In general this class could have been made better by reducing some of the overlap and repetition, expanding the slides for self documenting presentation, and perhaps gaining enough time to add another 22 or so slides either in one session or across sessions where a 'typical or hypothetical' Industrial Control application was walked through, from sensors to actuators to processors to software to standards and etc. Many don't seem familiar with 'ladder logic' I believe there are many other concepts which could have been touched on and integrated to make a good course even better.
Robots that walk have come a long way from simple barebones walking machines or pairs of legs without an upper body and head. Much of the research these days focuses on making more humanoid robots. But they are not all created equal.
The IEEE Computer Society has named the top 10 trends for 2014. You can expect the convergence of cloud computing and mobile devices, advances in health care data and devices, as well as privacy issues in social media to make the headlines. And 3D printing came out of nowhere to make a big splash.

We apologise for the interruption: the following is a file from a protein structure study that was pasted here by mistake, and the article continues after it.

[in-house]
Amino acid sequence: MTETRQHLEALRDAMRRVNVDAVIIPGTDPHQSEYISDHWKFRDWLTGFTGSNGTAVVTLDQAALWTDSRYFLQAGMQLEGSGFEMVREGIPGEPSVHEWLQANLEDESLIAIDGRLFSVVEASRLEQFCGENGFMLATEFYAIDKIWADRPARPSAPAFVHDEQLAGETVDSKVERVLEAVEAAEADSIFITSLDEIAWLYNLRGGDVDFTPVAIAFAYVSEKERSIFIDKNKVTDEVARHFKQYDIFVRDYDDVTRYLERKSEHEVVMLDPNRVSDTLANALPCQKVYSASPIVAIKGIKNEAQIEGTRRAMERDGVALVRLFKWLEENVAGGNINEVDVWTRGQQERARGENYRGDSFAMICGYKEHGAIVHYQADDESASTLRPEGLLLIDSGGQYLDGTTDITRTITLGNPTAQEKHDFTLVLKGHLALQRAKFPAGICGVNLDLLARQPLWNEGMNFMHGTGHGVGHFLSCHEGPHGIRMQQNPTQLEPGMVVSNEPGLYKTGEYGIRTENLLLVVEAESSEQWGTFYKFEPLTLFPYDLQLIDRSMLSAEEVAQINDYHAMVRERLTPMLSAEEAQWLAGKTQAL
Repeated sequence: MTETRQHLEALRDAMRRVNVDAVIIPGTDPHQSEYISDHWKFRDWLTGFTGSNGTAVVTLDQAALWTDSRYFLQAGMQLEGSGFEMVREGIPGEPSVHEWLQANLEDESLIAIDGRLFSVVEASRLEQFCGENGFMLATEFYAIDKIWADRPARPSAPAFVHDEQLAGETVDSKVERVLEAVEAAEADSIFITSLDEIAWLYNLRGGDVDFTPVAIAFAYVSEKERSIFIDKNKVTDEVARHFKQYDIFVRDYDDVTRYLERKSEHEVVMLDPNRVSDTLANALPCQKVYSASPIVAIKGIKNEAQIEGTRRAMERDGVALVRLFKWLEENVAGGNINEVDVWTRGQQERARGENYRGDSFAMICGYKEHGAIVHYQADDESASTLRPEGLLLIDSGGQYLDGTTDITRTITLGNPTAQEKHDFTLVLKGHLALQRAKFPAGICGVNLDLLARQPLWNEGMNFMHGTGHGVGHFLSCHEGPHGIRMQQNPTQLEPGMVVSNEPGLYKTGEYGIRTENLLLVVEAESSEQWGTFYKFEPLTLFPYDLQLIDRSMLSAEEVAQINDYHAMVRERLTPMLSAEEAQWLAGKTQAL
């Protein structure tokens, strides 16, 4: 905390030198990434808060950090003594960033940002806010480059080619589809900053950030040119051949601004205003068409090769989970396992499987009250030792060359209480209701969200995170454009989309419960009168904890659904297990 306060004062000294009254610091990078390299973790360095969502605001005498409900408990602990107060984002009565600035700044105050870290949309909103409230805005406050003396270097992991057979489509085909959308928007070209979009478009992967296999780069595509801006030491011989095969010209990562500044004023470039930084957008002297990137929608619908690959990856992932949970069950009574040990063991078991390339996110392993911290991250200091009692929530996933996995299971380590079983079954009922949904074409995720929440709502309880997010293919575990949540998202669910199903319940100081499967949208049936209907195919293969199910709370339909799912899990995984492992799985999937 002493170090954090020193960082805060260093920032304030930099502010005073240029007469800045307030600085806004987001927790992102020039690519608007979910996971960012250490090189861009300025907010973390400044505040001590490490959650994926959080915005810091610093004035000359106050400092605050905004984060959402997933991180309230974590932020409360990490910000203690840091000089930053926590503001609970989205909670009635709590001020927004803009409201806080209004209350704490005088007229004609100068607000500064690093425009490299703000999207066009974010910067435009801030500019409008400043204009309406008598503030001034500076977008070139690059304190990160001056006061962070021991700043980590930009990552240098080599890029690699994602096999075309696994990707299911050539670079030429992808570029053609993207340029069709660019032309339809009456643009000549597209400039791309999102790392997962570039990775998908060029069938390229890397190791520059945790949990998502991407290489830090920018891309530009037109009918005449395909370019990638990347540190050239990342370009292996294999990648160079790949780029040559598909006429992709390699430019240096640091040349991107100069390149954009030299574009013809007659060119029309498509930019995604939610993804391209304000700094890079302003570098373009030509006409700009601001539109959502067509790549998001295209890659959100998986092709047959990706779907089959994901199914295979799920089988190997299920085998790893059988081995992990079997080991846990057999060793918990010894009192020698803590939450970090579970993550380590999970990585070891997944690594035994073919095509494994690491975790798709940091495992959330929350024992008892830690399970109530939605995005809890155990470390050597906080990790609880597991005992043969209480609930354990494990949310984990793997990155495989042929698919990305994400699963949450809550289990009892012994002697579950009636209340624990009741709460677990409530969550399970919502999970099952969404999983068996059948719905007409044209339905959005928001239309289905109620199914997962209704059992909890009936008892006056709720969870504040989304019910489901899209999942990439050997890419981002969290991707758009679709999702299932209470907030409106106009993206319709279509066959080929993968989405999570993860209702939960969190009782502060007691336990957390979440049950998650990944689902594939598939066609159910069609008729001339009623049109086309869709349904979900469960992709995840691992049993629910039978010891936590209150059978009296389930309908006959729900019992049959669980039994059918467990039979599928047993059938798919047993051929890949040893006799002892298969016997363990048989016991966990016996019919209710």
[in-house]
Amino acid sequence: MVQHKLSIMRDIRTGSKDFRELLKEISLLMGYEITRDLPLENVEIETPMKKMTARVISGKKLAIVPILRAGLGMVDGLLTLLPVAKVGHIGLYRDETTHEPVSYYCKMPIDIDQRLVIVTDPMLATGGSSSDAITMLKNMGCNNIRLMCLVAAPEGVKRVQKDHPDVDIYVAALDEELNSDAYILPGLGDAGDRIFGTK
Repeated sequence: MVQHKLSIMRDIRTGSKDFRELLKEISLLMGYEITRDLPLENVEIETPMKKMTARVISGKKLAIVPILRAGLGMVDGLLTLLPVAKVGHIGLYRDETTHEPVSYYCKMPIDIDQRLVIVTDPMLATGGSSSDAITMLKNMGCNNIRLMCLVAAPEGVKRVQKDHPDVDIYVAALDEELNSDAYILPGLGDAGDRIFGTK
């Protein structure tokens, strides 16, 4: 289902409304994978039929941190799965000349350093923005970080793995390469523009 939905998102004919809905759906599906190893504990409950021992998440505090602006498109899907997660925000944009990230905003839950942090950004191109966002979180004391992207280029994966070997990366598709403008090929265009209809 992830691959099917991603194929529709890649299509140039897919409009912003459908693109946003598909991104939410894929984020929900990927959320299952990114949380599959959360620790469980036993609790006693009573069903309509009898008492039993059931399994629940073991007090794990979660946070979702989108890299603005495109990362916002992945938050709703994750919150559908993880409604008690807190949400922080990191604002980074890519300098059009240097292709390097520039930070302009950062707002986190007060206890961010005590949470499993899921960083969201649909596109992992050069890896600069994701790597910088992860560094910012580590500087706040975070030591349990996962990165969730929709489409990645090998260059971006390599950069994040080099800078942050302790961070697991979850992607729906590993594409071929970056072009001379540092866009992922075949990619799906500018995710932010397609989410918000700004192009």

For industrial control applications, or even a simple assembly line, that machine can go almost 24/7 without a break. But what happens when the task is a little more complex? That’s where the “smart” machine would come in. The smart machine is one that has some simple (or complex in some cases) processing capability to be able to adapt to changing conditions. Such machines are suited for a host of applications, including automotive, aerospace, defense, medical, computers and electronics, telecommunications, consumer goods, and so on. This discussion will examine what’s possible with smart machines, and what tradeoffs need to be made to implement such a solution.